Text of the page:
As we follow the steps of Christ on his way to Golgotha, we meet Simon of Cyrene, who reminds us that no-one is an extra in this drama of life. As we walk with Jesus, we are changed forever.
Matthew 27:31-33 ESV And when they had mocked him, they stripped him of the robe and put his own clothes on him and led him away to crucify him. As they went out, they found a man of Cyrene, Simon by name. They compelled this man to carry his cross. And when they came to a place called Golgotha (which means Place of a Skull),
Who was Simon of Cyrene?
Simon’s inconvenient “chance” encounter changed his destiny, his family, and Africa’s involvement in the cross.
Simon of Cyrene is mentioned in three of the four Gospels as the man forced by the Roman soldiers to carry Jesus’ cross out of Jerusalem. His country of Cyrene has led many to wonder if he was of African descent (and therefore black), or if he was simply born there as were many others of Greek, Roman, and Jewish descent.
Cyrene was situated in modern-day Libya, on the northern coast of the African continent. It was settled by the Greeks in 630 B.C. and later filled with a significant Jewish population. Cyrene was the capital of the Roman district of Cyrenaica at the time of Jesus’ crucifixion. At that time Cyrene was home to a large number of Greek-speaking, or Hellenistic, Jews.
Many Jews from Cyrene had returned to Israel and were part of a community in Jerusalem called the Synagogue of the Freedmen. The Synagogue of the Freedmen included Jews from many other provinces including Alexandria (Egypt), Cilicia and Asia.
Acts 6:9 ESV Then of those who belonged to the synagogue of the Freedmen (as it was called), and of the Cyrenians, and of the Alexandrians, and of those from Cilicia and Asia, rose up and disputed with Stephen.
Men from Cyrene were among those converted at Pentecost.
Acts 2:7-12 ESV And they were amazed and astonished, saying, “Are not all these who are speaking Galileans? And how is it that we hear, each of us in his own native language? Parthians and Medes and Elamites and residents of Mesopotamia, Judea and Cappadocia, Pontus and Asia, Phrygia and Pamphylia, Egypt and the parts of Libya belonging to Cyrene, and visitors from Rome, both Jews and proselytes, Cretans and Arabians—we hear them telling in our own tongues the mighty works of God.” And all were amazed and perplexed, saying to one another, “What does this mean?”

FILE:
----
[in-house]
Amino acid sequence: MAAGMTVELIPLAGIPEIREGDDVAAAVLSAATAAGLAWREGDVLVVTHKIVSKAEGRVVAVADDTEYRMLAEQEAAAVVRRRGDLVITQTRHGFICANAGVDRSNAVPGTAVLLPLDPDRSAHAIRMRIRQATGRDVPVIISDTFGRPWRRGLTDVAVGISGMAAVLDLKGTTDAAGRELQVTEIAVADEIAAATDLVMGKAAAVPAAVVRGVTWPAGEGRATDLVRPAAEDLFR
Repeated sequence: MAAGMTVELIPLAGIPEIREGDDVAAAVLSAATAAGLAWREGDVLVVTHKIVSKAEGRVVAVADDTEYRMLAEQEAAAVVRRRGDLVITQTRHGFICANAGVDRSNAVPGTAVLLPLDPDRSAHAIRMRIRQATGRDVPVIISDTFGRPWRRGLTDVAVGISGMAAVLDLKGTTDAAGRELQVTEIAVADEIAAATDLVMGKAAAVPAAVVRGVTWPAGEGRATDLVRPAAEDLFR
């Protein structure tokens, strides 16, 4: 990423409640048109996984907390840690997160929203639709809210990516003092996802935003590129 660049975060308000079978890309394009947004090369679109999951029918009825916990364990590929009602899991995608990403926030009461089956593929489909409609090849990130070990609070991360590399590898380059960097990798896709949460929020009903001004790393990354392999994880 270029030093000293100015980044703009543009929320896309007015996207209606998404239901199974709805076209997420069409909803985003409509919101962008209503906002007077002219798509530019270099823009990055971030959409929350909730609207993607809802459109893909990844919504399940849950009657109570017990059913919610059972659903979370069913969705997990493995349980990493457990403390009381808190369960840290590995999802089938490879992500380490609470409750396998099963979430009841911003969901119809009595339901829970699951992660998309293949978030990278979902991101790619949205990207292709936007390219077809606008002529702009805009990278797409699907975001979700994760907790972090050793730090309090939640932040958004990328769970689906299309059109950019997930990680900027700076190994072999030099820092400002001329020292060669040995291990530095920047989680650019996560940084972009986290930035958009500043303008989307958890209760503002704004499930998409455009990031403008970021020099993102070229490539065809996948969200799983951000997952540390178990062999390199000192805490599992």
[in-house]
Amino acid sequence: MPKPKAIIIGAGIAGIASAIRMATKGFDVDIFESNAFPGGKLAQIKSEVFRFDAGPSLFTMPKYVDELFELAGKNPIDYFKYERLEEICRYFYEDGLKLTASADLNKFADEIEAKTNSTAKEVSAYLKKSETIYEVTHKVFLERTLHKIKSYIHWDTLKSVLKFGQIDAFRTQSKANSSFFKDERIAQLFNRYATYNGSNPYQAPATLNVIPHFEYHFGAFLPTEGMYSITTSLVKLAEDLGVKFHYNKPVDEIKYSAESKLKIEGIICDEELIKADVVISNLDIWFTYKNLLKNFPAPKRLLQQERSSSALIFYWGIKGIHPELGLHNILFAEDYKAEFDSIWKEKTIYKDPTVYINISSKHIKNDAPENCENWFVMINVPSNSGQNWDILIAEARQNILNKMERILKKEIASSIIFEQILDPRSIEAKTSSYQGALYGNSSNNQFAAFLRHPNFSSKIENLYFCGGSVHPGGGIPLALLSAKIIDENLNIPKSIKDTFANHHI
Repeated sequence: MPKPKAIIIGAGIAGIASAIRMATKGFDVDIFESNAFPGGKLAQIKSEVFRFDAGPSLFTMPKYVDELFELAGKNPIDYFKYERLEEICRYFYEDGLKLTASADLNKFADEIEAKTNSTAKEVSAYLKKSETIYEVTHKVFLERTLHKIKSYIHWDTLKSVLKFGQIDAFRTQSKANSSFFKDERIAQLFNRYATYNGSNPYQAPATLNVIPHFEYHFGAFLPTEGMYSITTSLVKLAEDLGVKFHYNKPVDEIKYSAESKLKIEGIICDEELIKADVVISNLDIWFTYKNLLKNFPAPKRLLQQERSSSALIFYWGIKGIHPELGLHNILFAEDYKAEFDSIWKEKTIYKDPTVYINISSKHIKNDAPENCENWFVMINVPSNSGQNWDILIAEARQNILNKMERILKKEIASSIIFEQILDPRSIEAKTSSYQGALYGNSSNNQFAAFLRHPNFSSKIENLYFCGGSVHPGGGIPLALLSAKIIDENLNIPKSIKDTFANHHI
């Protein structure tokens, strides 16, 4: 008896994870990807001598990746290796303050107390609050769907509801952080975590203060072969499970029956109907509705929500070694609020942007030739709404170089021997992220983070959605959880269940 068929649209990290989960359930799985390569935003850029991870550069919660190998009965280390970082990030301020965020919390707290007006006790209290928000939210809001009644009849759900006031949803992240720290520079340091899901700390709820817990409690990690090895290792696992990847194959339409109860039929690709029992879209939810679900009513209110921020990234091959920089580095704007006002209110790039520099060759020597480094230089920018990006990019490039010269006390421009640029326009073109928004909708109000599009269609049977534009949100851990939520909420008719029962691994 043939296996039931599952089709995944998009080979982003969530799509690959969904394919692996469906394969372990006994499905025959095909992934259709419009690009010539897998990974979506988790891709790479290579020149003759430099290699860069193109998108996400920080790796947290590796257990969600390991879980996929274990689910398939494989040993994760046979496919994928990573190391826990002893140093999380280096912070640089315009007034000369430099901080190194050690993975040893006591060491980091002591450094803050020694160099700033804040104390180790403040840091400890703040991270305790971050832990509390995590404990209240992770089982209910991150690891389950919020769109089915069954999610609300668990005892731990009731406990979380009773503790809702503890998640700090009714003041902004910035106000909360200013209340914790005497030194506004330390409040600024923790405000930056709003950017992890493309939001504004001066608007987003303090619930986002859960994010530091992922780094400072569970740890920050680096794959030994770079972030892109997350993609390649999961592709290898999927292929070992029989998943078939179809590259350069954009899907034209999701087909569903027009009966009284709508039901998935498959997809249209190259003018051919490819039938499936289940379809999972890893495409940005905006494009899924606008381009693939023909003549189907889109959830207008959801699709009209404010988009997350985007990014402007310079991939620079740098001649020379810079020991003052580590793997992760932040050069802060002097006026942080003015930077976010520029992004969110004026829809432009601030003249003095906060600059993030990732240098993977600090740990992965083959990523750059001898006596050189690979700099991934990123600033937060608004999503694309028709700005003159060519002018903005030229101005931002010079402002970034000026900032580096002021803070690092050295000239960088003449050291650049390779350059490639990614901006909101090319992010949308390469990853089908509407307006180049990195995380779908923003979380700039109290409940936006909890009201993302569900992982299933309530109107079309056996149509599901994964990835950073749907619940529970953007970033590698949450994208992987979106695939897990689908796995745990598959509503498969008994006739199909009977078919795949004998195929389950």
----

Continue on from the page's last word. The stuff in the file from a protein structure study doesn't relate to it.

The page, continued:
Believers from Cyrene were among the first to be scattered by the persecution in Jerusalem went to Antioch and were instrumental in the formation of the church there where, for the first time, “the disciples were called Christians”
Simon of Cyrene is mentioned in Matthew, Mark and Luke. Matthew only records his name and country,
Matthew 27:32 ESV As they went out, they found a man of Cyrene, Simon by name. They compelled this man to carry his cross.
Mark and Luke say that he was “on his way in from the country” but Mark also added that he was “the father of Alexander and Rufus”, men obviously well known to Mark’s readers.
Luke 23:26 ESV And as they led him away, they seized one Simon of Cyrene, who was coming in from the country, and laid on him the cross, to carry it behind Jesus.
Mark 15:21 ESV And they compelled a passerby, Simon of Cyrene, who was coming in from the country, the father of Alexander and Rufus, to carry his cross.
It is speculated that the Rufus mentioned here may be the same man Paul greets in his letter to Rome.
Romans 16:13 ESV Greet Rufus, chosen in the Lord; also his mother, who has been a mother to me as well.
So does any of this indicate that Simon was black? We don’t know for sure but it is certainly possible that Simon was an African who converted to Judaism. It is also very likely Simon’s encounter with Jesus changed his life for ever. He witnessed the terrible suffering of Jesus first hand, and that may be what drew Simon to Christ. Because of this, it would seem that Simon became a follower of Jesus as did members of his family.
Many in Africa and those of African decent, most especially those in the United States, have experienced horrendous suffering themselves. When we suffer unjustly at the hands of cruel people, we can trust God to use these circumstances to draw people to himself, as he did with Simon.
NOTE: All emphasis in Scriptures mine.